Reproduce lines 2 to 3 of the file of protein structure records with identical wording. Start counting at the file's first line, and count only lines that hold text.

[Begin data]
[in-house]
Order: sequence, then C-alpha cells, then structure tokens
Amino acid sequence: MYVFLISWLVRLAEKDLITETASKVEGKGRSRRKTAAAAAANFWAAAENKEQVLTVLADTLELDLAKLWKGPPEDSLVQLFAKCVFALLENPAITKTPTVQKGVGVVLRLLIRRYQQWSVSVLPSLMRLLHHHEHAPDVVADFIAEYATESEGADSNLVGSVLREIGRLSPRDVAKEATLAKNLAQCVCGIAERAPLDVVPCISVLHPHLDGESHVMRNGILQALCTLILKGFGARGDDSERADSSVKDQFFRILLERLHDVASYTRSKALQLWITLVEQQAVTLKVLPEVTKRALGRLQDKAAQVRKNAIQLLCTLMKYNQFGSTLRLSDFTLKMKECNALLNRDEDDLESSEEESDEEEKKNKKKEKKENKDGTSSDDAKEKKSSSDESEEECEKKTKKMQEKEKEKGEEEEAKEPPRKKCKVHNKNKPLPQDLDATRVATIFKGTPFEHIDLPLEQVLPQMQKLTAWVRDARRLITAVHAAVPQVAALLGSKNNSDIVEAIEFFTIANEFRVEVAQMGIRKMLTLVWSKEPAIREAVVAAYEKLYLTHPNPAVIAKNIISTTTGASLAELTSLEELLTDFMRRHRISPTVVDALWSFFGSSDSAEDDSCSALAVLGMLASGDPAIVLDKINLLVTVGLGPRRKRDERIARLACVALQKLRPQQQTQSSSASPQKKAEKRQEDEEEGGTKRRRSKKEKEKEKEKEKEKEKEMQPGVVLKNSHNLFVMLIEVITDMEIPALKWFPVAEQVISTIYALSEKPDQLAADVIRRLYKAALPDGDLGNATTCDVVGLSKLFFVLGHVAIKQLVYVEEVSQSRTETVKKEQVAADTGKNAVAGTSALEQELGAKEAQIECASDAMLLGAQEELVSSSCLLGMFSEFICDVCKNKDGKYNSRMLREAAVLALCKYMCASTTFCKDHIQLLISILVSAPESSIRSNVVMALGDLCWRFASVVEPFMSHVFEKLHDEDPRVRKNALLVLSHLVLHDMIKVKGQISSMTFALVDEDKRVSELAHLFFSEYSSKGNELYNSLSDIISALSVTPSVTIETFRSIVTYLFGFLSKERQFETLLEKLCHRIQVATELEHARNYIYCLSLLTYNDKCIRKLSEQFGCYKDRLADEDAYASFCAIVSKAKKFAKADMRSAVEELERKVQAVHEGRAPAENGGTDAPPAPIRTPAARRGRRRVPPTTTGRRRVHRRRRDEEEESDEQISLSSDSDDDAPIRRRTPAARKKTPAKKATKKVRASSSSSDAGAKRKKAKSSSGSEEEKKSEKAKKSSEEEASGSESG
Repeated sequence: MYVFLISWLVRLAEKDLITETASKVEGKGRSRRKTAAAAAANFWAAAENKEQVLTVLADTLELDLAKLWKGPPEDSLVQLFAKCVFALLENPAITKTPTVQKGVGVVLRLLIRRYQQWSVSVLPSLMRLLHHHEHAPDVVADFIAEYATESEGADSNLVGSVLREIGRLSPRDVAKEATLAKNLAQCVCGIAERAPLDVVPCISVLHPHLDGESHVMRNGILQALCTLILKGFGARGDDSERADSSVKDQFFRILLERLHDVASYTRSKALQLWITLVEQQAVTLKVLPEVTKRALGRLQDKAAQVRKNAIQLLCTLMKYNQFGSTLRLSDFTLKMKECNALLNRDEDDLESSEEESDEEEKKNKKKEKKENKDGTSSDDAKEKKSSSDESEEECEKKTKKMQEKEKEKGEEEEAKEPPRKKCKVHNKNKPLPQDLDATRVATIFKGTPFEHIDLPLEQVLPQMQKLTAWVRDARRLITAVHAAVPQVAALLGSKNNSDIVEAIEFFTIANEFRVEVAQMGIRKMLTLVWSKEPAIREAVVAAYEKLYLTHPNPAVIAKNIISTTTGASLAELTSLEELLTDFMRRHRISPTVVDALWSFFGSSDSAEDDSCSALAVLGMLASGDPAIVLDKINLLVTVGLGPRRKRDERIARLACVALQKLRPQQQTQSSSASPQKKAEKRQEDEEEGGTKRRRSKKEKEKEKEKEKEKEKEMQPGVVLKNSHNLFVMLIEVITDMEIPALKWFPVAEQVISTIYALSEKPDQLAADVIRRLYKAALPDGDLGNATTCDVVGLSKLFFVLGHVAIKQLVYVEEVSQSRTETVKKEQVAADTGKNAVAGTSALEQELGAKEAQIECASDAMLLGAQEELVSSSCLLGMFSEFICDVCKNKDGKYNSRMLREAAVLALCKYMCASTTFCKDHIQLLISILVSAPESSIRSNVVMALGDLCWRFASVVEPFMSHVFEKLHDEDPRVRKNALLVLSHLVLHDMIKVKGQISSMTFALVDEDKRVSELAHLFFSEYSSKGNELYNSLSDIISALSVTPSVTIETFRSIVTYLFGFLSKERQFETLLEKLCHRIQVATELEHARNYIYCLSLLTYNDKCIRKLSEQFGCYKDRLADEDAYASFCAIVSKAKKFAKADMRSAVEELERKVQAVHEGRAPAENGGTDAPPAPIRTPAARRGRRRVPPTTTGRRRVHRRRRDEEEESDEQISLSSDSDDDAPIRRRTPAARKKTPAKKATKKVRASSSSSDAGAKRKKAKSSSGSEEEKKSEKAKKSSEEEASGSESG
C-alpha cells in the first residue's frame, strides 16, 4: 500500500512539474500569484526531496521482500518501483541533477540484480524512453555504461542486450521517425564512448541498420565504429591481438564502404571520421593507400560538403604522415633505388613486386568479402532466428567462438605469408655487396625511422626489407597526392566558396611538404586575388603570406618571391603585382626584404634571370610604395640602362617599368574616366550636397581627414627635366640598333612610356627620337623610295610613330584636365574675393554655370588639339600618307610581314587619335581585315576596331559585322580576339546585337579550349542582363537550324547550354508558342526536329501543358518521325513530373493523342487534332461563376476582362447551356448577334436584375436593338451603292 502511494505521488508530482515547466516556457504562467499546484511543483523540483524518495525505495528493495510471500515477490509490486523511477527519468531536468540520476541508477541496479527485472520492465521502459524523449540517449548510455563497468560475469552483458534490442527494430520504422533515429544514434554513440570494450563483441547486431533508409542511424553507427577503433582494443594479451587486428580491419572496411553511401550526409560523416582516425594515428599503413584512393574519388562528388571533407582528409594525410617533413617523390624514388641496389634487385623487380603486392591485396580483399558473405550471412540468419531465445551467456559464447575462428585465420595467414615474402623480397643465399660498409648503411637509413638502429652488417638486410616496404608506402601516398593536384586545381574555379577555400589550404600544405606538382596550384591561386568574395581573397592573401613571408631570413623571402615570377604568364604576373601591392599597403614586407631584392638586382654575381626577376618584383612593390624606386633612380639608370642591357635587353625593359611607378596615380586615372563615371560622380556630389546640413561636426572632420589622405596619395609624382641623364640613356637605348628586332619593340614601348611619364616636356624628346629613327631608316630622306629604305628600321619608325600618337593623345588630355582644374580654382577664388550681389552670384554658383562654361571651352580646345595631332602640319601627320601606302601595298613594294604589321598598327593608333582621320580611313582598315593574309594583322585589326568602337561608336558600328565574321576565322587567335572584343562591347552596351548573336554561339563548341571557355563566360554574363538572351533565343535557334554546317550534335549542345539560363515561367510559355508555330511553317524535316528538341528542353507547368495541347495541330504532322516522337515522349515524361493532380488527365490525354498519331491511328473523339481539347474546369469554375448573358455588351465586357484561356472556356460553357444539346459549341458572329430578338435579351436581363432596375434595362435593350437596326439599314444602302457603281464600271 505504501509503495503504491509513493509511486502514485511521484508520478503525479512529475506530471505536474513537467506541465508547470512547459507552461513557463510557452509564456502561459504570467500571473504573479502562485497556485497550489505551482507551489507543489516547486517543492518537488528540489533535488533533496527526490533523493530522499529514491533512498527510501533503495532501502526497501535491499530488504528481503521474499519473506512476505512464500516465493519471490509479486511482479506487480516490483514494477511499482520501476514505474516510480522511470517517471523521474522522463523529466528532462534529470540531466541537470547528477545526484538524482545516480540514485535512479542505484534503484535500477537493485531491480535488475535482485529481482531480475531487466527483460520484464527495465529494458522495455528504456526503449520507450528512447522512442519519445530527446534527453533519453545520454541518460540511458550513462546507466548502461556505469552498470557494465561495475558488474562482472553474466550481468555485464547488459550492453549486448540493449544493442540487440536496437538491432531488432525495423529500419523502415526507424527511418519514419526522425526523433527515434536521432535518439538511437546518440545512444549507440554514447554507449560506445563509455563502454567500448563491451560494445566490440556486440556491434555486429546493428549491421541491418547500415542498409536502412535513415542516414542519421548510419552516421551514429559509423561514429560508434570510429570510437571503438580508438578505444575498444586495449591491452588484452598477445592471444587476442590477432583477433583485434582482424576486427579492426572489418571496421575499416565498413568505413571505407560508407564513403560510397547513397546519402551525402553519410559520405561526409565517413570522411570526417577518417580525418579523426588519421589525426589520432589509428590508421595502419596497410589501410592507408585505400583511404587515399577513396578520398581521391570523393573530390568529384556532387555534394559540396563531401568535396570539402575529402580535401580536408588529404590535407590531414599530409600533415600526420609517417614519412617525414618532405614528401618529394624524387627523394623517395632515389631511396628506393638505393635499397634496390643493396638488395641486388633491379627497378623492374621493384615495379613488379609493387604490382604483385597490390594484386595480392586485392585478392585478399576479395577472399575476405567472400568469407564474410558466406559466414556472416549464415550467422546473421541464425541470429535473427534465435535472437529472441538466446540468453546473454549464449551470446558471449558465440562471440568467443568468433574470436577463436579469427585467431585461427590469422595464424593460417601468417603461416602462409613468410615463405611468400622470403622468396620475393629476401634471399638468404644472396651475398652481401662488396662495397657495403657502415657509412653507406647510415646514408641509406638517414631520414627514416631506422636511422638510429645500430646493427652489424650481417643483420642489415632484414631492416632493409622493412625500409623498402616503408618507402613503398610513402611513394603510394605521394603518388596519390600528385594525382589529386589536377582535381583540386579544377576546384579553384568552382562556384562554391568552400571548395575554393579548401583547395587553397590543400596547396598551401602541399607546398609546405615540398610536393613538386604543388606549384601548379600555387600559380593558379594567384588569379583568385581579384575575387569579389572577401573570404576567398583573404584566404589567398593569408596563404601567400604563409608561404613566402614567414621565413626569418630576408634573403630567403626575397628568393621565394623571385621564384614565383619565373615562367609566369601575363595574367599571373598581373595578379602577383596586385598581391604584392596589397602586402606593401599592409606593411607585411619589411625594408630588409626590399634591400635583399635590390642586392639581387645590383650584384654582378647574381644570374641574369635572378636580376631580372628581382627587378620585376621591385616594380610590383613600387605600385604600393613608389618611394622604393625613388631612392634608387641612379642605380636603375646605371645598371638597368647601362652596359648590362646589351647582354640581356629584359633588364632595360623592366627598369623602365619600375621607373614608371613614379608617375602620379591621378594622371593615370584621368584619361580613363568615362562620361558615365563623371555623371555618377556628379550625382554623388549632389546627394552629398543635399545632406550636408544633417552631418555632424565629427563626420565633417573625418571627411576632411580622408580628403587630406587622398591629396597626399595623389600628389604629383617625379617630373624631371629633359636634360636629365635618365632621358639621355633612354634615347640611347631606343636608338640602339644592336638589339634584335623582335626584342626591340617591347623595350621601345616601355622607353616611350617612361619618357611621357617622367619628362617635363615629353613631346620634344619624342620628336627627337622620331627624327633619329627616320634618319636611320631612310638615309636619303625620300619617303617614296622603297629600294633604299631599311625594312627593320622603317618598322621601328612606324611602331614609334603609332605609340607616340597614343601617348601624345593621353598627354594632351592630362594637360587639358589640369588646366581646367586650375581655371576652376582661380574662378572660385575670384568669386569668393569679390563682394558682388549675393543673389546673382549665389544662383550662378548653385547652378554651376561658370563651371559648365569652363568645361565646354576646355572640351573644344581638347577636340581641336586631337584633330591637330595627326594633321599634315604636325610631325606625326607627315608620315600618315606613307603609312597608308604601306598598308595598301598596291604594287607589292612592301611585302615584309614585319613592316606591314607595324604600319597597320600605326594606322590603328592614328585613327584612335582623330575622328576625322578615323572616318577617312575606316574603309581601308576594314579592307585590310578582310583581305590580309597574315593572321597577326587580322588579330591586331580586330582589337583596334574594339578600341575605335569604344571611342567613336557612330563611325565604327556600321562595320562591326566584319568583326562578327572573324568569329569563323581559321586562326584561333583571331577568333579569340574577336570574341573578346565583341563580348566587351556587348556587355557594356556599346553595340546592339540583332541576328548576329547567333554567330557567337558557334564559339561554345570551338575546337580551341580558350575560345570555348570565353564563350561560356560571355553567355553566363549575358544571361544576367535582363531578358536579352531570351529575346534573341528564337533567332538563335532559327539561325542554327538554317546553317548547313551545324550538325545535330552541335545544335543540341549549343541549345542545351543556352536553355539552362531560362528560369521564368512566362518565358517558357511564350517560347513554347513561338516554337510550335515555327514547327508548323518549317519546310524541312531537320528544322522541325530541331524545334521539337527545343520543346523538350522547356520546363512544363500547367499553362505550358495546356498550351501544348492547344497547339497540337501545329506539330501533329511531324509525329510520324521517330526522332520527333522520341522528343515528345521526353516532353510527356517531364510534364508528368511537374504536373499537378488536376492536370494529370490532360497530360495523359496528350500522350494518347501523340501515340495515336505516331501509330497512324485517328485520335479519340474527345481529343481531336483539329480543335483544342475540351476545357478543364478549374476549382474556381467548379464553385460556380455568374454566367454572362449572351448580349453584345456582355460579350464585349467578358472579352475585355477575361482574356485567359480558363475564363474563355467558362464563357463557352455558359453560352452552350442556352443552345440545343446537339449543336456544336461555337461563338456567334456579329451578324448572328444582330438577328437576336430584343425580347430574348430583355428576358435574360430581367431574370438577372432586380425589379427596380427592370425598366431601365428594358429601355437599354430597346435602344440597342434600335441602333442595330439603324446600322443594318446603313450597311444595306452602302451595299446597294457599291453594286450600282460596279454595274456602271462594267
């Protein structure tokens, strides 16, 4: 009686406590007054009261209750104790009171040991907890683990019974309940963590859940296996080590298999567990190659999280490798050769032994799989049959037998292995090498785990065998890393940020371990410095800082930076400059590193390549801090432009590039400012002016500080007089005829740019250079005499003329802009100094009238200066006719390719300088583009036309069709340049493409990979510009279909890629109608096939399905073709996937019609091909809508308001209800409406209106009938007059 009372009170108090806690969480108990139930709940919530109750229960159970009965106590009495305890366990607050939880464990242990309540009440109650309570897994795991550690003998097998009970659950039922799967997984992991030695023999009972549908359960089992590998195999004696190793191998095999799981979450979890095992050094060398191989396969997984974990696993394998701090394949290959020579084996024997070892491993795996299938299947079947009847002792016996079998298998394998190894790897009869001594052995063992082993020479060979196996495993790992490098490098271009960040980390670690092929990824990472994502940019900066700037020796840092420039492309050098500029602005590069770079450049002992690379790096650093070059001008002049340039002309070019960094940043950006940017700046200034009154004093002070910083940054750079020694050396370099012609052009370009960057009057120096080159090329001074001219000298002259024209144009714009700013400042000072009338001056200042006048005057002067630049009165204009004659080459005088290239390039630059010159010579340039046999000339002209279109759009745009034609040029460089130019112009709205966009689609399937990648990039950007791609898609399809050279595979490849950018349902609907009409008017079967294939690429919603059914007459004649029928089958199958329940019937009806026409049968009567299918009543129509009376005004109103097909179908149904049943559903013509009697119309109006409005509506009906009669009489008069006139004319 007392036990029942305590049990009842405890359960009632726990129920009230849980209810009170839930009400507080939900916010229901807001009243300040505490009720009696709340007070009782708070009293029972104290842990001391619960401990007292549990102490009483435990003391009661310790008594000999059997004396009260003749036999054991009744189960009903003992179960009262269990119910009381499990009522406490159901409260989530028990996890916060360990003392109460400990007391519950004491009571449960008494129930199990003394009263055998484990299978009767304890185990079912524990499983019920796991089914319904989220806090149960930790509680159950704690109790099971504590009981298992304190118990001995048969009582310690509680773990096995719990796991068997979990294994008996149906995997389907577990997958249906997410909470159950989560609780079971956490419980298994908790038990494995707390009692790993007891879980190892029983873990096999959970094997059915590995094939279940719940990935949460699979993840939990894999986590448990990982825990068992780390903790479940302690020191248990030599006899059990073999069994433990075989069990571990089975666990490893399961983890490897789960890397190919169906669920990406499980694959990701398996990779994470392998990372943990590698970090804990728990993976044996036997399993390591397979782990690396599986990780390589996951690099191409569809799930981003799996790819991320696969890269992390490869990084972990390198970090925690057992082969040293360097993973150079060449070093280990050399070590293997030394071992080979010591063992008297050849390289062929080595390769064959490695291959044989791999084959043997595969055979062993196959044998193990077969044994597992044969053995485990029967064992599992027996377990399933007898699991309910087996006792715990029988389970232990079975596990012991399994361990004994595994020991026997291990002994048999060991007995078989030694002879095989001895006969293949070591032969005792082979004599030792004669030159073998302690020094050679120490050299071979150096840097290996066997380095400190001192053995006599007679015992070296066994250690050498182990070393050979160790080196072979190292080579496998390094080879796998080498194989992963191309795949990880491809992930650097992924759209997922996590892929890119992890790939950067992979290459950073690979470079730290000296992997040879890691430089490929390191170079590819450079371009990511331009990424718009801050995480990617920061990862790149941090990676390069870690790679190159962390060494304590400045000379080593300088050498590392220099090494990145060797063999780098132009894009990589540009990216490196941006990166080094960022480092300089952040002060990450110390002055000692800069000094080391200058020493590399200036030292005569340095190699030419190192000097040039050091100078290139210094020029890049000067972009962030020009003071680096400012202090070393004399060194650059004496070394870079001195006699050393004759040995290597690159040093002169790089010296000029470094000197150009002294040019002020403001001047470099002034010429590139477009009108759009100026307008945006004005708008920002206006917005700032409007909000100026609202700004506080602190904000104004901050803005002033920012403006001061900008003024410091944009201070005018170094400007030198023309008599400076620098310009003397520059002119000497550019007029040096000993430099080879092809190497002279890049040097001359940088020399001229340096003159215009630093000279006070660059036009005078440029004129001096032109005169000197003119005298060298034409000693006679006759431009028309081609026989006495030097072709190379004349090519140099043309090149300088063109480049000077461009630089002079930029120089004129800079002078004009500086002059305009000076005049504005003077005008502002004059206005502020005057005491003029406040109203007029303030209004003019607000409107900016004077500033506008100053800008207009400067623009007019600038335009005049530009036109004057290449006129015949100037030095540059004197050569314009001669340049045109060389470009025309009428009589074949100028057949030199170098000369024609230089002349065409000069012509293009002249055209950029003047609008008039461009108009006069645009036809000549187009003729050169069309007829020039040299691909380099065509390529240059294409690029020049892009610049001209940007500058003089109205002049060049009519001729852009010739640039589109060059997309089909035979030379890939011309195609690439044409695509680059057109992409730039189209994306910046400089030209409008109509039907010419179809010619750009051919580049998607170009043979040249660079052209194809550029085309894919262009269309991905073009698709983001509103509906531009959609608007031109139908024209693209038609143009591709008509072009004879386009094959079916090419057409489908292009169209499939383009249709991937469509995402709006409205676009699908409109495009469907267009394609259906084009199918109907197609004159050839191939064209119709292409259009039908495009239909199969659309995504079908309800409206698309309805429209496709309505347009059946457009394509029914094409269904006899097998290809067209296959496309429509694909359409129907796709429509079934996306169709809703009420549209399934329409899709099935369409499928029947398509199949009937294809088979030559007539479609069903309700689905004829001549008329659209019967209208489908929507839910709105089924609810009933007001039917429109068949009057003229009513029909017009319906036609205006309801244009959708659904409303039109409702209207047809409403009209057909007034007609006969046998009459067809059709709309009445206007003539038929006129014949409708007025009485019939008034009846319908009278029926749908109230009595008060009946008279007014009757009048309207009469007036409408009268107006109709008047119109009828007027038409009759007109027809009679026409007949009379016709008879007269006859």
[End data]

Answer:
Order: sequence, then C-alpha cells, then structure tokens
Amino acid sequence: MYVFLISWLVRLAEKDLITETASKVEGKGRSRRKTAAAAAANFWAAAENKEQVLTVLADTLELDLAKLWKGPPEDSLVQLFAKCVFALLENPAITKTPTVQKGVGVVLRLLIRRYQQWSVSVLPSLMRLLHHHEHAPDVVADFIAEYATESEGADSNLVGSVLREIGRLSPRDVAKEATLAKNLAQCVCGIAERAPLDVVPCISVLHPHLDGESHVMRNGILQALCTLILKGFGARGDDSERADSSVKDQFFRILLERLHDVASYTRSKALQLWITLVEQQAVTLKVLPEVTKRALGRLQDKAAQVRKNAIQLLCTLMKYNQFGSTLRLSDFTLKMKECNALLNRDEDDLESSEEESDEEEKKNKKKEKKENKDGTSSDDAKEKKSSSDESEEECEKKTKKMQEKEKEKGEEEEAKEPPRKKCKVHNKNKPLPQDLDATRVATIFKGTPFEHIDLPLEQVLPQMQKLTAWVRDARRLITAVHAAVPQVAALLGSKNNSDIVEAIEFFTIANEFRVEVAQMGIRKMLTLVWSKEPAIREAVVAAYEKLYLTHPNPAVIAKNIISTTTGASLAELTSLEELLTDFMRRHRISPTVVDALWSFFGSSDSAEDDSCSALAVLGMLASGDPAIVLDKINLLVTVGLGPRRKRDERIARLACVALQKLRPQQQTQSSSASPQKKAEKRQEDEEEGGTKRRRSKKEKEKEKEKEKEKEKEMQPGVVLKNSHNLFVMLIEVITDMEIPALKWFPVAEQVISTIYALSEKPDQLAADVIRRLYKAALPDGDLGNATTCDVVGLSKLFFVLGHVAIKQLVYVEEVSQSRTETVKKEQVAADTGKNAVAGTSALEQELGAKEAQIECASDAMLLGAQEELVSSSCLLGMFSEFICDVCKNKDGKYNSRMLREAAVLALCKYMCASTTFCKDHIQLLISILVSAPESSIRSNVVMALGDLCWRFASVVEPFMSHVFEKLHDEDPRVRKNALLVLSHLVLHDMIKVKGQISSMTFALVDEDKRVSELAHLFFSEYSSKGNELYNSLSDIISALSVTPSVTIETFRSIVTYLFGFLSKERQFETLLEKLCHRIQVATELEHARNYIYCLSLLTYNDKCIRKLSEQFGCYKDRLADEDAYASFCAIVSKAKKFAKADMRSAVEELERKVQAVHEGRAPAENGGTDAPPAPIRTPAARRGRRRVPPTTTGRRRVHRRRRDEEEESDEQISLSSDSDDDAPIRRRTPAARKKTPAKKATKKVRASSSSSDAGAKRKKAKSSSGSEEEKKSEKAKKSSEEEASGSESG